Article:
The “Mipsterz” video debacle: Westernization vs westoxification

The recent debate surrounding the “Somewhere in America” video by Sheikh & Bake Productions has thus far been by Muslim women of the West about Muslim women of the West. The discussion involves the balance in their lives between what Sana Saeed, in her discussion-generating article, calls “normal,” “Americanness,” and “Western” on one side and “ourselves” on the other.
The term “Mipster” came up often in this debate because of the producers’ connection with a social group called Mipsterz. Mipster, an amalgamation of the words Muslim and Hipster, in this debate refers to hijabi Muslim women who dress outside expected norms of their cultures of origin, embracing a more “Western” style. So what is a Mipster then? A “Muslim” who is too “Western” in the eyes of other “Muslims,” seems to be the answer. But what does it mean to be “Western” and what does it mean to be “Muslim?” Saeed says, “We’re so incredibly obsessed with appearing ‘normal’ or ‘American’ or ‘Western’ by way of what we do and what we wear that we undercut the actual abnormality of our communities.”

When Saeed speaks about “the actual abnormality of our communities” she seemingly identifies this abnormality as the non-Western cultures of immigrants. It is not Islam she is referring to – even adopting a literalist view, the majority of their dress styles still conform to the teachings of the major Madhabs. No distinction seems to be made between Westernization and Westoxification – a term University of Tehran professor, Ahmed Fardid, originally used in the 1940s, popularized by Jalal-e-Ahmad’s book Gharbzadegi, to describe the wholesale imitation of modern, capitalist, post-religious Western values and culture at the expense of other worldviews.

The “abnormality” that contrasts Islamic communities with surrounding non-Muslim communities is Islam, not the degree of assimilation with the surrounding culture. As a born and bred Westerner from the Midwest, I identify fully as Western and Muslim. If the clash is between what is normal, what is American, what is Western and “ourselves,” what is my place and the place of my fellow Western converts? Are we inescapably Mipsterz? Poor us, we do not even have that abnormal mystic Eastern “ourself” we can flee to.

There is no fundamental civilizational clash between Islam and any culture. Islam has adapted to local customs, languages, and (dare I say it!) styles of dress. After all Islam adopted itself to Turkish, Iranian, African, Indian, Chinese and countless other cultures without losing its soul — it can do the same with Western culture, but not its Westoxic corruption. As Sohaib Sultan said, “Islamic history has shown that wherever Islam has gone… Muslims have adapted [in dress, architecture, culture and beauty] to fit in.”

Certainly, there are problematic, negative, Westoxic aspects of the video: mainly the song choice, issues surrounding the objectification of women, and its materialistic aftertaste. The negative reaction seen in certain quarters towards Westoxic culture is entirely understandable and justified, but confusing it with the West as a civilization is a grave mistake. This Westoxic chimera of a culture, feigning the real civilization of the West is not the Western culture I love and consider myself a part of. This is a civilization that produced the great Gothic cathedrals, art like the Book of Kells, and religious minds like Meister Eckhart. It is the same Western culture that evolved to now produce this video. Whatever its artistic merit, if any, the video’s co-creators, Abbas Rattani and Habib Yazdi, point out: “We think we speak for most people in this project when we say that we were not thinking about legitimizing any false dichotomies between ‘American’ and ‘Islamic’ culture. We live both of these cultures simultaneously, we are authentic within each.”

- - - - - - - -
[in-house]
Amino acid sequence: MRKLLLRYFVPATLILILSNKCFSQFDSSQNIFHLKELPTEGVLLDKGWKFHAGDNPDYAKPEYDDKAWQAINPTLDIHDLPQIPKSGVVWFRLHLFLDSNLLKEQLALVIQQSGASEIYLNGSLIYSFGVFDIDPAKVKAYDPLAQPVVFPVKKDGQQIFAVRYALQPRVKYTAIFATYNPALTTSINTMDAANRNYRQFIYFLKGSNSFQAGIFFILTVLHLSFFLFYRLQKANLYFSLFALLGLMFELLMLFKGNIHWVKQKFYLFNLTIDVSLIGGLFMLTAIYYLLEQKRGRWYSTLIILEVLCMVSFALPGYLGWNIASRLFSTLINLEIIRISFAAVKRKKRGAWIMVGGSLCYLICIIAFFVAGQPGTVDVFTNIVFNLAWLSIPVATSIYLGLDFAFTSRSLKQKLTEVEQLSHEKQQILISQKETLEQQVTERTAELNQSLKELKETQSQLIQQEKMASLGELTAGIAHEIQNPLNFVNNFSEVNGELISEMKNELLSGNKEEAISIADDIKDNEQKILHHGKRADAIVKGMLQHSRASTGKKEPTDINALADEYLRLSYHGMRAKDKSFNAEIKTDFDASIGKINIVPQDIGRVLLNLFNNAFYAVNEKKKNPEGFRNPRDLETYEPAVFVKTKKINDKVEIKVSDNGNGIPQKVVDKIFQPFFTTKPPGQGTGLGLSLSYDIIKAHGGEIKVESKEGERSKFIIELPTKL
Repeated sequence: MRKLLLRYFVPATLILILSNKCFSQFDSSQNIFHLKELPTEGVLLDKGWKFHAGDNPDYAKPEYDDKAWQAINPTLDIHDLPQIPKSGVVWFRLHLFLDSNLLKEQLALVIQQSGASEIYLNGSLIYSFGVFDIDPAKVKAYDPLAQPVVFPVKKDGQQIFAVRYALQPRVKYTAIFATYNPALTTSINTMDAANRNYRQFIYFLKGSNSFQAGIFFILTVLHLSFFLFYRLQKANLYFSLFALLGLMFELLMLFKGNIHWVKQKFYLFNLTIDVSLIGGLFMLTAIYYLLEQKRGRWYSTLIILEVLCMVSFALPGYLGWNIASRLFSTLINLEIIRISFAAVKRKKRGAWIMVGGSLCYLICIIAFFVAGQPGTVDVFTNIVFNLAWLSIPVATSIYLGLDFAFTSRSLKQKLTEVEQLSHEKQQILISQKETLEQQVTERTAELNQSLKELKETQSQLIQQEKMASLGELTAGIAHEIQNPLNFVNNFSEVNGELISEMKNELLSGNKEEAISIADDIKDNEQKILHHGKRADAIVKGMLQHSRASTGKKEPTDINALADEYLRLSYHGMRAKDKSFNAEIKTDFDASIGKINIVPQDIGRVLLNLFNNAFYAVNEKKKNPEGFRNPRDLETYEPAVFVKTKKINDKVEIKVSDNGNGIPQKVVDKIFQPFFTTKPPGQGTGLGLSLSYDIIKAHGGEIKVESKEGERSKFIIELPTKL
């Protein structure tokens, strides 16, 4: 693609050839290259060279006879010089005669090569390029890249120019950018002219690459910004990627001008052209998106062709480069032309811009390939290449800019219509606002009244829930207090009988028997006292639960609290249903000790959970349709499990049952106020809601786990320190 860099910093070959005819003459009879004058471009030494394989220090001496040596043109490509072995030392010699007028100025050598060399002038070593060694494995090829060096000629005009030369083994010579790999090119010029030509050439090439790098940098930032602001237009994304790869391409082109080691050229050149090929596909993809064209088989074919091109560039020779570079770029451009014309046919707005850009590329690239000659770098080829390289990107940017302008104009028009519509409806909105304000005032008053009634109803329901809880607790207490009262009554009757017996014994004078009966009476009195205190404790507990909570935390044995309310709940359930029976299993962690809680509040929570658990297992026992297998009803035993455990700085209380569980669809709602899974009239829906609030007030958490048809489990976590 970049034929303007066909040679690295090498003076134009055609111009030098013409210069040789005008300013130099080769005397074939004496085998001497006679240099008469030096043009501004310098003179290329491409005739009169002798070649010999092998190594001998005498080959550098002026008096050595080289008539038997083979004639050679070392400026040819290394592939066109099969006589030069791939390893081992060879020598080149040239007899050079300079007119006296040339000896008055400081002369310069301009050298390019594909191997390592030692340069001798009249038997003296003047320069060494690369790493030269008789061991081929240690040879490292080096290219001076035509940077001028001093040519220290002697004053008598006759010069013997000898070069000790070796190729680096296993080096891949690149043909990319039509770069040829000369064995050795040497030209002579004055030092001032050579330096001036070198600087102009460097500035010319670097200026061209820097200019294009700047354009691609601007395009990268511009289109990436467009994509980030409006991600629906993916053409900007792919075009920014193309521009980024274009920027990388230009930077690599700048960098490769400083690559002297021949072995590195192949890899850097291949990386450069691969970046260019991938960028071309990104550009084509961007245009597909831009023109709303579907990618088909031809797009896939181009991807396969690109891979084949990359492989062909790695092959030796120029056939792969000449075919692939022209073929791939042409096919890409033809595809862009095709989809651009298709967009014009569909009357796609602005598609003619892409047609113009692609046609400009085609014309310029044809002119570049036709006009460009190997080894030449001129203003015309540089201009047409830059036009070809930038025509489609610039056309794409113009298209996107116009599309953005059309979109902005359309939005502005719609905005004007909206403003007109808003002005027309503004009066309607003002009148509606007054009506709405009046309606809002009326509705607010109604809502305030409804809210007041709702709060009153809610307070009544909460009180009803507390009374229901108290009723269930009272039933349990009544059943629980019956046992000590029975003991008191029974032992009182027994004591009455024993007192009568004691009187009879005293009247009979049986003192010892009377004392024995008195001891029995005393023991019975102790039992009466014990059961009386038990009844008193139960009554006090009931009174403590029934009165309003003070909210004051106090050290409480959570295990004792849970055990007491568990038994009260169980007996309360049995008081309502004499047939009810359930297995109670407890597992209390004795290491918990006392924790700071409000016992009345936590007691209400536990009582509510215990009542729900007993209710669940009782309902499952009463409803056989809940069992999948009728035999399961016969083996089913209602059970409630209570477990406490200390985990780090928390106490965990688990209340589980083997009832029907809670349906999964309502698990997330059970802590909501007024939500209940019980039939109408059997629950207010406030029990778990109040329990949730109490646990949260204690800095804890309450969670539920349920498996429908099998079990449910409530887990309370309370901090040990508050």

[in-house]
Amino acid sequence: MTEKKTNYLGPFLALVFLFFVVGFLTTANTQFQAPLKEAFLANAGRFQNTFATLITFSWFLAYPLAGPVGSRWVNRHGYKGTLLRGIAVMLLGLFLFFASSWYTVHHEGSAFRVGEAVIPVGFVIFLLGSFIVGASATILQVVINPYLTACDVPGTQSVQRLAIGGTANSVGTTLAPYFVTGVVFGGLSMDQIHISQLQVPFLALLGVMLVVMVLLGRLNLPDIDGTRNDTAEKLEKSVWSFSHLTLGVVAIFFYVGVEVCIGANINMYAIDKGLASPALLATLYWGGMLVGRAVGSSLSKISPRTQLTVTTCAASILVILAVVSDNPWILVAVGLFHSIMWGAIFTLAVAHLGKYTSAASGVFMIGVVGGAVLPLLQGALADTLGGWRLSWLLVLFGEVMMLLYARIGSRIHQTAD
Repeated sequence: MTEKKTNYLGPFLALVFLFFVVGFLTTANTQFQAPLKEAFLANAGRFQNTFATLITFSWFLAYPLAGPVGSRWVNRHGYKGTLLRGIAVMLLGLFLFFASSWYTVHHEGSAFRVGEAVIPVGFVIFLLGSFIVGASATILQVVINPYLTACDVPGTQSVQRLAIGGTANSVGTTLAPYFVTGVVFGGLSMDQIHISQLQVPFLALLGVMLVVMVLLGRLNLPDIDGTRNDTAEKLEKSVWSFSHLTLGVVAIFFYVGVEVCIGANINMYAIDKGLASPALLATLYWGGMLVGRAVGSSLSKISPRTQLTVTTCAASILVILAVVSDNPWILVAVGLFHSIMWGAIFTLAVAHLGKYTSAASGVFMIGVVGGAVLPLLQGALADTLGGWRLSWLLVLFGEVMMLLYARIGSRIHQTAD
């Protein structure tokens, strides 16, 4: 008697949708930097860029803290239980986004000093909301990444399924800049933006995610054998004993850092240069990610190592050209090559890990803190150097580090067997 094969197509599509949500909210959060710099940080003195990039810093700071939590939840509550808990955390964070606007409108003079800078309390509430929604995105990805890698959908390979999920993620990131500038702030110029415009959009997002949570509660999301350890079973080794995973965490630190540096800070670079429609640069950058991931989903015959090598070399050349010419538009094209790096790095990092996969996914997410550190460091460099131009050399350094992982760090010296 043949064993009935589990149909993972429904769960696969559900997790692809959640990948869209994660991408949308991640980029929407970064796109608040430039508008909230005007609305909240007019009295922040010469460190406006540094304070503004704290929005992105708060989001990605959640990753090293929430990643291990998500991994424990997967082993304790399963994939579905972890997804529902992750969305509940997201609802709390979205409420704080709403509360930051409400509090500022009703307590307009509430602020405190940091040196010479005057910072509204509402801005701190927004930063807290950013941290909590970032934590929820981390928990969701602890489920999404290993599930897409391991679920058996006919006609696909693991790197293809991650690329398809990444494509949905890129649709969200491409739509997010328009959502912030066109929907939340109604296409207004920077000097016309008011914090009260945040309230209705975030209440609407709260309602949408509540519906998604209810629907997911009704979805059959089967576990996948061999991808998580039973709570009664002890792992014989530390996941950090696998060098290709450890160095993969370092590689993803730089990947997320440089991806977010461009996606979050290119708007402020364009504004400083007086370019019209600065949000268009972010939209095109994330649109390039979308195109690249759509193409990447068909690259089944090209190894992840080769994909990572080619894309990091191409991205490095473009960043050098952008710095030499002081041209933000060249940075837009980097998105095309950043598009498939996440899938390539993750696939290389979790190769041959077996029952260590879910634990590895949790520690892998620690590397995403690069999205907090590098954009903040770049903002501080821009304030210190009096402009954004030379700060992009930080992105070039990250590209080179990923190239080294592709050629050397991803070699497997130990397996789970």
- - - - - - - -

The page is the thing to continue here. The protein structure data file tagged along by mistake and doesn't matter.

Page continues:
We can see current hipsterism as a similar reaction to Westoxic modernity, an attempt by Westerners to try to rediscover the authentic and traditional from within their own civilization. But these revivals mostly took place without a cultural or metaphysical context to put them in. It brought back the form without essence and context. For Muslims in the West, Islam is the cultural and metaphysical context we have to place Western culture in. The clash is not between the West and ourselves, the clash is between Westoxification and ourselves.

For more AltMuslimah coverage on this topic:
While I was sleeping by Sabina Khan-Ibarra
Somewhere in America, Muslim Women Are… by Wardah Khalid and Laila Alawa
Somewhere in America, Muslim women are freaking out and fitting in by Nadia S. Mohammad
The “Mipsterz” video debacle: an interview with Abbas Rattani & Habib Yazdi by Asma T. Uddin

Photo Credit: Cecilia Sanchez Sanchez
Brendan Behrmann resides in Toronto, but was born in Ohio. He grew up in a fairly secular, yet mixed-faith home. From a young age he had a strong interest in religion and philosophy, eventually leading him to Islam during his university years. He specializes in issues of culture, politics, faith, and technology.

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